Malibu mobile home owners have mobilized to actively lobby in opposition to AB 317, a bill that passed the state Assembly earlier this year.
The Judicial Committee is expected to evaluate the amendments to the bill this month. It’s projected to be on their agenda between June 5-27. Legislative action was reported on this bill on May 23 when the bill’s author added an amendment. The bill requires a majority vote by the Senate to pass.
Active participants in the two mobile home parks, containing nearly 600 sources of local housing, do not feel the amendment does enough to change their objections. Leaders of both local parks are planning trips to Sacramento to lobby members of the Senate Judicial Committee.
According to Aaron Guttman, President of the Point Dume Mobile Home Park, with 299 mobile homes, “the amended version of the bill, in essence, just changes the word "sole" back to "principle" when it refers to the homeowner’s place of residence.”
Guttman described this amendment as “a poor attempt to demonstrate a compromise in order to push this bill through the Senate. I feel that it really does not make a huge difference how it is worded. It will still undermine rent control and will devastate property values of all mobile homes, statewide.”
Although there is a big part of this word change from sole to principle it still appears that those who own other properties will not be entitled to rent control. Guttman sees the word change as creating a new issue.
“I think that changing the wording will also bring the responsibility of proving residency to the mobile home owner. This could be a somewhat easy task or it could involve the hiring of a lawyer to prove the living situation. This could become very costly, very quickly as well,” he said.
Guttman is committed to fighting this bill to protect seniors on fixed income and young families starting out.
Rose Collins is an example of one of those owners. She classifies herself as senior citizen and a widow with a Social Security income in this mobile home park.
“I bought a mobile home several years ago as a rental to help me with some additional income when I retired,” according to Collins. She said she barely breaks even due to the 15 percent surcharge on top of the yearly rental increases to the park owners.
Collins has been working hard to lobby against this bill in any form.
“I may have to sell the mobile home at the current low market value if AB 317 passes,” she said. Collins describes this bill as a push by Special Interest Group working to remove many from their homes by pushing them out of the parks.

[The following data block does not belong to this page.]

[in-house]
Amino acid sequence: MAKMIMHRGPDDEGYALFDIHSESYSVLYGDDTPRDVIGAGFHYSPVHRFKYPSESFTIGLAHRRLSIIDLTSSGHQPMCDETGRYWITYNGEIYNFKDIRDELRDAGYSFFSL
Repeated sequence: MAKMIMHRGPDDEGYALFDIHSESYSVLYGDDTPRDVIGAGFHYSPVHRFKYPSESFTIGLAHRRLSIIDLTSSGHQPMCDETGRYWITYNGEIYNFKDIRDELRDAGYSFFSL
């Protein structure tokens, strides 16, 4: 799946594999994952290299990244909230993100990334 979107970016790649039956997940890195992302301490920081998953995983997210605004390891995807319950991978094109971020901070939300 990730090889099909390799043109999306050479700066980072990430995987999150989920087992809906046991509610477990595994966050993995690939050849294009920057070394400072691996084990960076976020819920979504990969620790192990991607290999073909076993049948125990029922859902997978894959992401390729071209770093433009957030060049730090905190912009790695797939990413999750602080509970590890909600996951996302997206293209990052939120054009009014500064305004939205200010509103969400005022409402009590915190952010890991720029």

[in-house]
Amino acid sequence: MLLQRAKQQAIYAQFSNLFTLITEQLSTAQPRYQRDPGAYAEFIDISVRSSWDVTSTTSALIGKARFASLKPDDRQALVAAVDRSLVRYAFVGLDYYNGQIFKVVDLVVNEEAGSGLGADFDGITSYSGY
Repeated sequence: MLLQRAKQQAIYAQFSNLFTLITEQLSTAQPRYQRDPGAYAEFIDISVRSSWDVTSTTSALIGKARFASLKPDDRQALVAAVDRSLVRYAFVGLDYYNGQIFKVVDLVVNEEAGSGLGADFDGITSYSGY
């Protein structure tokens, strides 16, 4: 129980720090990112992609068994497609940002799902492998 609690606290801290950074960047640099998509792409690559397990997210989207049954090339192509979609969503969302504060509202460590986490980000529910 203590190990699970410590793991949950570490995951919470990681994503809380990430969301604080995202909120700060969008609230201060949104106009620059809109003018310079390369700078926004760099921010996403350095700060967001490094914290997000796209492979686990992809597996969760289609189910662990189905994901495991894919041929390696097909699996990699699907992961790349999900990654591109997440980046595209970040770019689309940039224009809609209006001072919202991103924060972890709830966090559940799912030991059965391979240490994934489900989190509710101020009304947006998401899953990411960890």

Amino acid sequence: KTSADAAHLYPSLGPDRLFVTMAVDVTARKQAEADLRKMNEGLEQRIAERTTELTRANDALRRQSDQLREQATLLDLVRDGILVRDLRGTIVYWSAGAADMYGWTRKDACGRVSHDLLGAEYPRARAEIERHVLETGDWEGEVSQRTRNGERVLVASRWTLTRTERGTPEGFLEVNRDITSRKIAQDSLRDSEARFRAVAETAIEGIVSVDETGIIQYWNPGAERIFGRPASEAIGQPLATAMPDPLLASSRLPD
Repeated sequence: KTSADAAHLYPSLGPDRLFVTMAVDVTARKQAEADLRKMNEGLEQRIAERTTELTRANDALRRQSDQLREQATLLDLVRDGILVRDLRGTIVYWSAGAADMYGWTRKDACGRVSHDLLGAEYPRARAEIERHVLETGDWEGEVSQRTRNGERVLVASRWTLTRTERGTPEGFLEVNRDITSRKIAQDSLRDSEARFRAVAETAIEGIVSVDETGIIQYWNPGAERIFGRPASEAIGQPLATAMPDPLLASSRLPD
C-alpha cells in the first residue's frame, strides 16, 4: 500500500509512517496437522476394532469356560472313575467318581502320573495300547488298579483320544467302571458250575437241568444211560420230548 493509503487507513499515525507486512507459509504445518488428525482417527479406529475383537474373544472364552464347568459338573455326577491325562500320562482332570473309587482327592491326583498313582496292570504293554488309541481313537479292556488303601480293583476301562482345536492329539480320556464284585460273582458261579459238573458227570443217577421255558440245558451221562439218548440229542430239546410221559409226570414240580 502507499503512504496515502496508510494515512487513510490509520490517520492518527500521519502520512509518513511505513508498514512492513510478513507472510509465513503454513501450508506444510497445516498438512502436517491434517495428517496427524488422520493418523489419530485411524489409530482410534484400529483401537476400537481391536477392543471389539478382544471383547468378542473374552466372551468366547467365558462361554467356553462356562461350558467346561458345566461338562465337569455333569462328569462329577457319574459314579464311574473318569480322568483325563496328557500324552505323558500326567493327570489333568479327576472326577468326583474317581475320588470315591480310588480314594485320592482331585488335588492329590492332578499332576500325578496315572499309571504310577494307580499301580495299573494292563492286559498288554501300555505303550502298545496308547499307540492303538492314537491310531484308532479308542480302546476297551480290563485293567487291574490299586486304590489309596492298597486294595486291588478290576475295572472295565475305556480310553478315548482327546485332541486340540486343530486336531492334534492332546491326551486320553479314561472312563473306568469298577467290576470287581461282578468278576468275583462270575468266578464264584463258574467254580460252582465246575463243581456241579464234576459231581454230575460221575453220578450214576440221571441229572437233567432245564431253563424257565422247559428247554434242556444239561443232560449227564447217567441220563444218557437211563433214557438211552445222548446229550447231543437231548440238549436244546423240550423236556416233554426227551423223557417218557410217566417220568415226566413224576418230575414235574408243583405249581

Leslie Starus, President of the Paradise Cove Homeowners Association, is also leading the 276 owners in her park to lobby against this bill. She said she feels the bill and its amendment still undermines rent control.
The residents of both parks have mobilized and have been having joint meetings to get more involved in opposition to this bill.
The City of Malibu has rent regulations only with respect to mobile homes. In Chapter 5.16 of the Malibu Municipal Code, there is a Rent Control Stabilization Ordinance. There is also a Mobile Home Park Rent Stabilization Commission who works to meet the needs of this housing segment.
AB 317 and its amendment have been reviewed and analyzed by Collins along with a group of other residents who feel that bill is poorly written, very vague, and very disconcerting.
“We feel certain that the Senators will agree with most of us mobile home owners that this bill will be financially devastating to many owners, specifically senior citizens and we hope and pray that this bill will be defeated if the Judicial Committee,” Collins said.
Guttman voiced a similar concern.
”I have had many elderly couples knocking on my door asking, 'Will it pass? What are the chances? What happens to me if it passes?' I just don’t see this bill as fair to those affected in this state and especially our seniors,” Guttman said.
Opponents of this bill from both Malibu parks are seeking support from other segments of the Malibu community. They are sending letters, faxes and emails to lawmakers. It’s best to take some time to hand write a note expressing how this bill would negatively affect them or their neighbor in the Malibu community.
Beverly Taki is a California-licensed real estate broker who has represented clients in Malibu for 22 years. She is a Malibu resident and president/broker of . Taki has earned a certificate in dispute resolution from Pepperdine University, specializing in mediation. She can be reached at firstname.lastname@example.org or 310-456-4843. Her website is beverlytaki.com.